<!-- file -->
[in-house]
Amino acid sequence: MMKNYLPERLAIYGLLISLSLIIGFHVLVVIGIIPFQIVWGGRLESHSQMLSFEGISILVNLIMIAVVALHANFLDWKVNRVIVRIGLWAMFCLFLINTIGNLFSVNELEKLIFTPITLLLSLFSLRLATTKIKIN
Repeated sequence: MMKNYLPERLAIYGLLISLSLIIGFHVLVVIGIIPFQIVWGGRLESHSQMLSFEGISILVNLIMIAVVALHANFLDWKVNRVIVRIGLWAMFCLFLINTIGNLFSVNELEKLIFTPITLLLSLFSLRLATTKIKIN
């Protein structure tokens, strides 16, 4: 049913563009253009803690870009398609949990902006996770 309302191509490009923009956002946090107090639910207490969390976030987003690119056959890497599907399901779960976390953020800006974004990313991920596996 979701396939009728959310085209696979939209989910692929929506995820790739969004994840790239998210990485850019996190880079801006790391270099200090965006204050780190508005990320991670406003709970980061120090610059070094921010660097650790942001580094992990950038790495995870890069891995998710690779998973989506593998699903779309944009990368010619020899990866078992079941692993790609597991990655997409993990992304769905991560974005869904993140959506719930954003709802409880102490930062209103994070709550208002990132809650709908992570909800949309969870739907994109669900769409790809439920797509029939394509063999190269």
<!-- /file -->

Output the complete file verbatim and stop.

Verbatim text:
[in-house]
Amino acid sequence: MMKNYLPERLAIYGLLISLSLIIGFHVLVVIGIIPFQIVWGGRLESHSQMLSFEGISILVNLIMIAVVALHANFLDWKVNRVIVRIGLWAMFCLFLINTIGNLFSVNELEKLIFTPITLLLSLFSLRLATTKIKIN
Repeated sequence: MMKNYLPERLAIYGLLISLSLIIGFHVLVVIGIIPFQIVWGGRLESHSQMLSFEGISILVNLIMIAVVALHANFLDWKVNRVIVRIGLWAMFCLFLINTIGNLFSVNELEKLIFTPITLLLSLFSLRLATTKIKIN
């Protein structure tokens, strides 16, 4: 049913563009253009803690870009398609949990902006996770 309302191509490009923009956002946090107090639910207490969390976030987003690119056959890497599907399901779960976390953020800006974004990313991920596996 979701396939009728959310085209696979939209989910692929929506995820790739969004994840790239998210990485850019996190880079801006790391270099200090965006204050780190508005990320991670406003709970980061120090610059070094921010660097650790942001580094992990950038790495995870890069891995998710690779998973989506593998699903779309944009990368010619020899990866078992079941692993790609597991990655997409993990992304769905991560974005869904993140959506719930954003709802409880102490930062209103994070709550208002990132809650709908992570909800949309969870739907994109669900769409790809439920797509029939394509063999190269």